Asia Minute: Two Countries Talking, Four Others Watching Closely


We’re just a few days away from President Trump’s scheduled meeting with North Korea’s Kim Jong Un in Singapore. And while global attention has been focused on these two leaders, several others will be affected by whatever takes place in Singapore.

Assuming President Trump and Kim Jong Un do get together in Singapore next week, the world really will be watching. Some countries more closely than others.

South Korean President Moon Jae-in played a crucial role in laying the groundwork for the meeting, and has made it known that he’d like to meet with both leaders after they talk in Singapore.

China arranged a pair of meetings between President Xi Jinping and Kim in China over the past three months.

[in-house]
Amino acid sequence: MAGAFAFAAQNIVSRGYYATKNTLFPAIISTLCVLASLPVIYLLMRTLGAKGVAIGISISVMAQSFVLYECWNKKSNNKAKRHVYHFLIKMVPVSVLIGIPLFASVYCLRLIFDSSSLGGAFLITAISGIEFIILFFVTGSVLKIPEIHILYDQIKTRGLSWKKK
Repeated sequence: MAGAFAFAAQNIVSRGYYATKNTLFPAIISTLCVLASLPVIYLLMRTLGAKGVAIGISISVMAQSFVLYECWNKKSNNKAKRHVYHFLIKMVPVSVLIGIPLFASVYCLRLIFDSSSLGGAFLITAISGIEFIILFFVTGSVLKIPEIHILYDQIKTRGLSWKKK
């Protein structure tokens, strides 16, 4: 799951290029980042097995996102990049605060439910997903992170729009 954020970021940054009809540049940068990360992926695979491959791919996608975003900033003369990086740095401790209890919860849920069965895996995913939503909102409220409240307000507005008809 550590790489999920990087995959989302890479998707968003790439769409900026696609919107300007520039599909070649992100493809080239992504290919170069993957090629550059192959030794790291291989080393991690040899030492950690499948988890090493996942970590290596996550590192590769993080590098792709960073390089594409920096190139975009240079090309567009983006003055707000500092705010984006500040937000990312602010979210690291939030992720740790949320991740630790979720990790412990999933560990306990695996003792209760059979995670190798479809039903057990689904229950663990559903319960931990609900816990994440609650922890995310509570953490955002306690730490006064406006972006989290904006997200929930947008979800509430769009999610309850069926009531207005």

The South China Morning Post reports China is considering sending fighter jets to escort Kim through Chinese airspace on the way to Singapore – in part as a reminder that China remains a key part of regional diplomacy.

Japanese Prime Minister Shinzo Abe was eager to meet President Trump before the Singapore event; according to a count by Reuters, the two leaders have now spoken more than 30 times since Trump took office – including nine face-to-face meetings.

Last week, Russia’s foreign minister traveled to Pyongyang to meet with Kim Jong Un.

All of this is a reminder of what past U.S. administrations have managed in dealing with North Korea — the so-called six-party talks — an approach that started 15 years ago.

The parties involved were North and South Korea, the United States, Japan, China and Russia.

Today the framework for immediate talks may involve two countries, but the other four are clearly waiting to follow up on any developments.



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